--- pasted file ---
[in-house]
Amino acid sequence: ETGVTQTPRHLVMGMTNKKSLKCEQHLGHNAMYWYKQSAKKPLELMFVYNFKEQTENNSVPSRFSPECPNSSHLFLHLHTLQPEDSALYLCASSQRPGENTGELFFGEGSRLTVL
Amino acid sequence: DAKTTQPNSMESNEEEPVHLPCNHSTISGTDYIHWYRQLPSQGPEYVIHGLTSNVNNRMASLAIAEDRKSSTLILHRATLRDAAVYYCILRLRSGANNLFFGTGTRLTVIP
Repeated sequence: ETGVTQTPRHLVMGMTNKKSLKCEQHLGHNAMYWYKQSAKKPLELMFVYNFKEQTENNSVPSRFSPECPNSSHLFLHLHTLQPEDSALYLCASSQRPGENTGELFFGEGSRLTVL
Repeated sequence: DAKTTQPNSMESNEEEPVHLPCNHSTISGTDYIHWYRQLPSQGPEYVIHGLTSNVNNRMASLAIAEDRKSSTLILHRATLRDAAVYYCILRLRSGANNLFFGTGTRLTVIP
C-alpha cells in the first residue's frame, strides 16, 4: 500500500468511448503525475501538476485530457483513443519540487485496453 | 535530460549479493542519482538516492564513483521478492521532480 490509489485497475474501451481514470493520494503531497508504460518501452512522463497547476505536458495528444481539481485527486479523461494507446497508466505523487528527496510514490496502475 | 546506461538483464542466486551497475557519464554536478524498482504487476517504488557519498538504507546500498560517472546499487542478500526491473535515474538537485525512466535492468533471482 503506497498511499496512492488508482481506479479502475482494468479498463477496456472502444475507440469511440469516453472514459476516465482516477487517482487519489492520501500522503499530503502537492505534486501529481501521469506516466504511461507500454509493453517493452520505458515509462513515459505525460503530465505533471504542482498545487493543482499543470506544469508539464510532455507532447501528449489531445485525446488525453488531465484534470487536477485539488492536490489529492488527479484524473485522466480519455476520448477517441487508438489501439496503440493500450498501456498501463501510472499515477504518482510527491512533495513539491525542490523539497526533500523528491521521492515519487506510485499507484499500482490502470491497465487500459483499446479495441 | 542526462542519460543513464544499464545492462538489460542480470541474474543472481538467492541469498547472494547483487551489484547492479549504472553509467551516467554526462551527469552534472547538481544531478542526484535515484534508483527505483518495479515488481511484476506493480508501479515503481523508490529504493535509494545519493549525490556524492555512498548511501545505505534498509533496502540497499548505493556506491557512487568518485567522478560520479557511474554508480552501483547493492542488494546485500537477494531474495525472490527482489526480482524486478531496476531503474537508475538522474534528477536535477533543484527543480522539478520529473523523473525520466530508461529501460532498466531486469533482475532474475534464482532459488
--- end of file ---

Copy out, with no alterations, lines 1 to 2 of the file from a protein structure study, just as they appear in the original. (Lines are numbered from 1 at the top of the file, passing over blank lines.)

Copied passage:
[in-house]
Amino acid sequence: ETGVTQTPRHLVMGMTNKKSLKCEQHLGHNAMYWYKQSAKKPLELMFVYNFKEQTENNSVPSRFSPECPNSSHLFLHLHTLQPEDSALYLCASSQRPGENTGELFFGEGSRLTVL